Poll reveals the truth about racism in South Africa and it gives us hope for the future

Poll reveals the truth about racism in South Africa and it gives us hope for the future

- A study carried out by the Institute of Race Relations has revealed how race relations are perceived in South Africa

- It revealed that relations between the races was actually very good

- The rise of Cyril Ramaphosa has also resulted in a far better mood in the country

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The South African Institute of Race Relations (IRR) conducted a survey which has revealed an improvement in race-related issues in South Africa.

The study found that the experiences of different races with one another were mostly positive.

This study shows that the racially charged political rhetoric is not necessarily the opinion held by most of South Africa.

1000 people were interviewed, 292 of them were from minority groups such as whites, Indians and coloured people.

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The remaining 708 respondents were black people.

The study found that:

77% of black people had not personally experienced racism directed at them.
90% of the black people interviewed believed that the races in South Africa need each other and there should be equal opportunities for all
63% of black South Africans think race relations have improved since 1994‚ while 16% think race relations have remained much the same since then;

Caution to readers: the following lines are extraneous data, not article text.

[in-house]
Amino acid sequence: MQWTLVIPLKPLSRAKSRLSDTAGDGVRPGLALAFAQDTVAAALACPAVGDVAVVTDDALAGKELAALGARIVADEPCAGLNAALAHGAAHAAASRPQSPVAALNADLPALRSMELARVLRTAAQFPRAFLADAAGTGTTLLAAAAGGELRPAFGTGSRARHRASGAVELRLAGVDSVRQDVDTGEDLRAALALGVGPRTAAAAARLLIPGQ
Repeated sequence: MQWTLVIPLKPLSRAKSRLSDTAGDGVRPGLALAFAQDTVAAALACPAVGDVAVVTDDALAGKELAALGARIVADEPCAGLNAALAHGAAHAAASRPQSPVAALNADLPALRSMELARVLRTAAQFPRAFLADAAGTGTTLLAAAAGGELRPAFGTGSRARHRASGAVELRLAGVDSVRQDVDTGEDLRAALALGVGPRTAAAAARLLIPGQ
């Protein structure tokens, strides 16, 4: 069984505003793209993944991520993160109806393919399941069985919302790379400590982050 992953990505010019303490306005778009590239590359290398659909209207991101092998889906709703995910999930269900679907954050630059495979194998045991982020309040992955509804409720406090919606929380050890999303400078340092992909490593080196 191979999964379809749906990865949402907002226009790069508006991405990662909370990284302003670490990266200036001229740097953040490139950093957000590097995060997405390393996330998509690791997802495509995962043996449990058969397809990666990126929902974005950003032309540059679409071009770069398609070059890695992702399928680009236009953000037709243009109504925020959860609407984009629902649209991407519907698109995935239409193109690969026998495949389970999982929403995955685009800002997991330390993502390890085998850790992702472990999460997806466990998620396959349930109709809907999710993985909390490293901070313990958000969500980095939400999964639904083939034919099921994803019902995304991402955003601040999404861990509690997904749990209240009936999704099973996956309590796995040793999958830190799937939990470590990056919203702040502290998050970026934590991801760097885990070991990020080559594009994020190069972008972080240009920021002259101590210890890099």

Close on 80% of all respondents – and 77% of black South Africans – agreed that better education and more jobs would in time ‘make the present differences between the races steadily disappear’;
Creating more jobs‚ improving education and fighting crime were the three top issues which most South Africans wanted the government to focus on;
Only 5% of all respondents – and 4% of black South Africans – wanted the government to concentrate on ‘fighting racism’. In addition‚ a mere 1% of black respondents wanted the government to focus on speeding up affirmative action‚ while the same number wanted the government to concentrate on ‘speeding up land reform’;
More than two-thirds of all respondents (67%) agreed that the focus in hiring should be on merit‚ rather than race‚ with 62% of black respondents endorsing this view;
Two-thirds of all respondents agreed that politicians are exaggerating the problems posed by racism and colonialism in order to excuse their own shortcomings. A high proportion of black respondents (62%) agreed with this statement; and
Almost 60% of all respondents agreed that‚ in selecting sports teams‚ the best players should always be picked‚ even if race representation was not evident. Support for this was particularly strong among whites (91%)‚ coloureds (77%) and Indians (67%). A little over half of the black respondents (51%) also endorsed this perspective.

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Since Cyril Ramaphosa became president the mood of the country has improved and so has business confidence.

The study has shown that things are not as bad as some believe in South Africa and race relations are generally very good.

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Source: Briefly.co.za

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